SYDNEY (Reuters) – Professional women and voters concerned about climate change unleashed a third force in Australia’s election, taking a swath of seats that ended nine years of conservative rule even as votes for the winning Labor Party fell.
Women who left successful careers in business, medicine and media to enter politics as independents were on track to win five seats from Prime Minister Scott Morrison’s Liberal party in its affluent urban heartland in Saturday’s general election, as moderate voters abandoned the government.
Independents or the minor Greens party looked set to win at least 15 of the 151 lower house seats, ABC election analysts said. Labor remained five seats short of the 76 seats it needs to form a government as counting continued on Sunday.
Personifying the disruptive change were centrists, mostly women, dubbed “teal” candidates because of teal-coloured marketing material used as they targeted seats held by Morrison’s conservative party.
“You seldom see this in Australian politics – a campaign that springs up and catches fire,” said Simon Jackman, a University of Sydney professor, referring to teal community campaigns run by women volunteers.
The election showed women’s anger at Morrison and at inaction on climate change, underpinned by “a fierce desire to get accountability back into Australian politics”, said Chris Wallace, a professor at the University of Canberra.
“There was a large overlap between women outraged by the government and voters overall who wanted action on climate policy,” she told Reuters.
This “mobilised women in never before seen numbers – including the affluent, middle-class professional women who donned teal T-shirts and took several safe seats off the coalition,” Wallace said.
Independent Sophie Scamps, a doctor who won a Sydney seat held by the Liberals for 70 years, told Sky News, “There were so many people in Mackellar saying, ‘I have voted Liberal my entire life and they no longer represent me.'”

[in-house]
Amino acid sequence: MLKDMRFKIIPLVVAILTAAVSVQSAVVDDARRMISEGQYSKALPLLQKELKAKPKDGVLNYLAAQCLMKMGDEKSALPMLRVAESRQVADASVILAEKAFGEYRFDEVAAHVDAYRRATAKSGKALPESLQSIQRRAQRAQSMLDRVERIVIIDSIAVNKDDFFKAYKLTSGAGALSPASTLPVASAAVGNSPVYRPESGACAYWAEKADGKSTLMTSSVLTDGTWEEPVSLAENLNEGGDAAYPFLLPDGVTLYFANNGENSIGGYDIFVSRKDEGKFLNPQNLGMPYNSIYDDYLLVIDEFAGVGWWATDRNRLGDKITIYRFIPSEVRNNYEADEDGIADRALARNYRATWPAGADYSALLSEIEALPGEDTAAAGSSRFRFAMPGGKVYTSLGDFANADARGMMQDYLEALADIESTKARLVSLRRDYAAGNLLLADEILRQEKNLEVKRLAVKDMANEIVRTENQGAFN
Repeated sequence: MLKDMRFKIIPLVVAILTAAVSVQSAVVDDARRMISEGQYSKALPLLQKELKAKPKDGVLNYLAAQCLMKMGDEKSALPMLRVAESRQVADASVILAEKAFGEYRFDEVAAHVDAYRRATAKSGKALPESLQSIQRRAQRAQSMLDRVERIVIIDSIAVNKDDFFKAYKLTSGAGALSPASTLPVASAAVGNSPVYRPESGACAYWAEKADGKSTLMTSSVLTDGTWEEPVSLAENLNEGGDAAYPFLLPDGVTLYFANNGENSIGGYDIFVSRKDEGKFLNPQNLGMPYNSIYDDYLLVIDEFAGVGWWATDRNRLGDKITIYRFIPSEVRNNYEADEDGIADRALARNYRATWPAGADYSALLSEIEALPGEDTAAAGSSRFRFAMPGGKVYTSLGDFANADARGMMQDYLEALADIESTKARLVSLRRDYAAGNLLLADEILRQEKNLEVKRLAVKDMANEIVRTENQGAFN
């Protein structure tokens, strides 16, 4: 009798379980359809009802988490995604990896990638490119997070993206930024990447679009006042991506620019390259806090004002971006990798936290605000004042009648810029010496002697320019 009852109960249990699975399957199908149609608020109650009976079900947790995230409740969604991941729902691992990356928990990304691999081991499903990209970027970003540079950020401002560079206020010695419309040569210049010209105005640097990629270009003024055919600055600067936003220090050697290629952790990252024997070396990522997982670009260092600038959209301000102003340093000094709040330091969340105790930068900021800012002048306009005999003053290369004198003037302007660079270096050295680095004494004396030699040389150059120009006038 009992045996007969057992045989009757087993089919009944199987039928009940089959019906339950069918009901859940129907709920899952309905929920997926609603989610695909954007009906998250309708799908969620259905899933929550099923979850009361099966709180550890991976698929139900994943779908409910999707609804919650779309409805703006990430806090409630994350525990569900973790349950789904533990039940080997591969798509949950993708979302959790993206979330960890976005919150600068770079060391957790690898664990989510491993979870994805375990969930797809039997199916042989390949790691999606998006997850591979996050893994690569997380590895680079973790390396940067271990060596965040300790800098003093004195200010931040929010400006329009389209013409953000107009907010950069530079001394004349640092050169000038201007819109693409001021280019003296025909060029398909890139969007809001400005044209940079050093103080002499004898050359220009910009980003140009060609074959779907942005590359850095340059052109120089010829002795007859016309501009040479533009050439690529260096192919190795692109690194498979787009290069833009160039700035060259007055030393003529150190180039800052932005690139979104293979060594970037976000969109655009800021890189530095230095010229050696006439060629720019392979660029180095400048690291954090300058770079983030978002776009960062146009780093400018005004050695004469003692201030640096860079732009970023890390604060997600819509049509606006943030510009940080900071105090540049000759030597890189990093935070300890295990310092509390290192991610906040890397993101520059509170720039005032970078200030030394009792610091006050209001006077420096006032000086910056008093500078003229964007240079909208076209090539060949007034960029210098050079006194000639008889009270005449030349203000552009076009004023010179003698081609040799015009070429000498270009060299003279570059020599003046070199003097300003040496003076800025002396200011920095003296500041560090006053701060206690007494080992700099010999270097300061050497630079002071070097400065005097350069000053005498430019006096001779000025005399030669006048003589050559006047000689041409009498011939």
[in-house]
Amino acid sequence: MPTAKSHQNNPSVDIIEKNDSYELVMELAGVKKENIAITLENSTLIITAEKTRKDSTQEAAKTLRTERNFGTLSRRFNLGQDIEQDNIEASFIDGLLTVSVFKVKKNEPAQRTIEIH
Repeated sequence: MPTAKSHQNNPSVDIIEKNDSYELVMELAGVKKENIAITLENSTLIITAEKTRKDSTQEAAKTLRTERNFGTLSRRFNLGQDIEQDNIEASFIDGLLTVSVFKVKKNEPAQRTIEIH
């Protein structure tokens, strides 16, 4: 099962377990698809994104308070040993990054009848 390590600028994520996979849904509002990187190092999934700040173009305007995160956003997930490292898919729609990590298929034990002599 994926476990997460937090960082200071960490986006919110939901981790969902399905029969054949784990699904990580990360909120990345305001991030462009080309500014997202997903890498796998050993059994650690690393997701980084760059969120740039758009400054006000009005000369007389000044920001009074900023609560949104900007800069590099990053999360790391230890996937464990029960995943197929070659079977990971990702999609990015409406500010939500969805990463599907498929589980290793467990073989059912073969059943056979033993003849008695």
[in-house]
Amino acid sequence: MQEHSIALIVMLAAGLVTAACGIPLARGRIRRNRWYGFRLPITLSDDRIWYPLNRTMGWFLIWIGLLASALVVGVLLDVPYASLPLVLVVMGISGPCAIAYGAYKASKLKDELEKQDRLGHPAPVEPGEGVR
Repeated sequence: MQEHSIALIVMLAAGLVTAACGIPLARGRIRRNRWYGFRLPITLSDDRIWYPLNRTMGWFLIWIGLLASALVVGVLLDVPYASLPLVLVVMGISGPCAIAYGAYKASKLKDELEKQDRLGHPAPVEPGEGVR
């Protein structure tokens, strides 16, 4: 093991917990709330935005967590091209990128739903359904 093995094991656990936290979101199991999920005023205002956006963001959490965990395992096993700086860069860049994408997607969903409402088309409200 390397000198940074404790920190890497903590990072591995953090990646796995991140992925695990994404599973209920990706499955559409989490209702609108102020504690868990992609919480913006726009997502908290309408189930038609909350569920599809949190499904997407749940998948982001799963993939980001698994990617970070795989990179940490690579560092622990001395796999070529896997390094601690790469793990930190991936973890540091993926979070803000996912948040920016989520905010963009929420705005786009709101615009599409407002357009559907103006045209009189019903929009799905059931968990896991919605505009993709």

‘AUSTRALIA HAS MOVED ON’
Monique Ryan, a paediatric neurologist who defeated Treasurer Josh Frydenberg in Melbourne, cited the gender pay gap and violence against women as key issues on Sunday.
Climate change struck the biggest chord with voters, said Jackman, who worked on polling data with Climate 200, a group funded by a former Liberal donor that gave money to around 20 independents.
Highly educated voters were also angry at the government on integrity issues, including the handling of gender and sexual assault claims in parliament that would not have been tolerated in most Australian workplaces, he said.
“Women were powerfully motivated,” Jackman said, while their male partners were also coming to believe “that the Liberals are the past. Australia has moved on, we’ve moved on on climate, we’ve moved on on gender equality.”
Former Liberal finance minister Simon Birmingham said the Morrison government should have embraced a more ambitious 2030 emission reduction target, and the election showed the Liberal Party needed to be more inclusive.
“Especially Australian women who are much more highly educated today,” he told ABC television. “It’s a cohort that we have clearly failed to have represented in sufficient numbers.”
Jackman said businesswoman Allegra Spender, who won the Liberal Sydney seat of Wentworth as an independent, should have been Liberal party royalty. Her father was a Liberal lawmaker for a decade and her grandfather negotiated Australia’s pillar ANZUS security treaty with the United States as foreign minister.
Instead, he said, Wentworth became a case study in how sophisticated moderate Liberal voters who understood climate science, and entrepreneurs who wanted to invest in greener technology had abandoned the party.
Greens appeared to have won two seats in the Queensland city of Brisbane that were badly hit by floods, and were leading in the flood-affected Brisbane electorate.
Greens leader Adam Bandt said Liberals and Labor both lost vote as a record number of people voted for the Greens. “This result is a mandate for action on climate and equality.”
(Reporting by Kirsty Needham; Editing by William Mallard)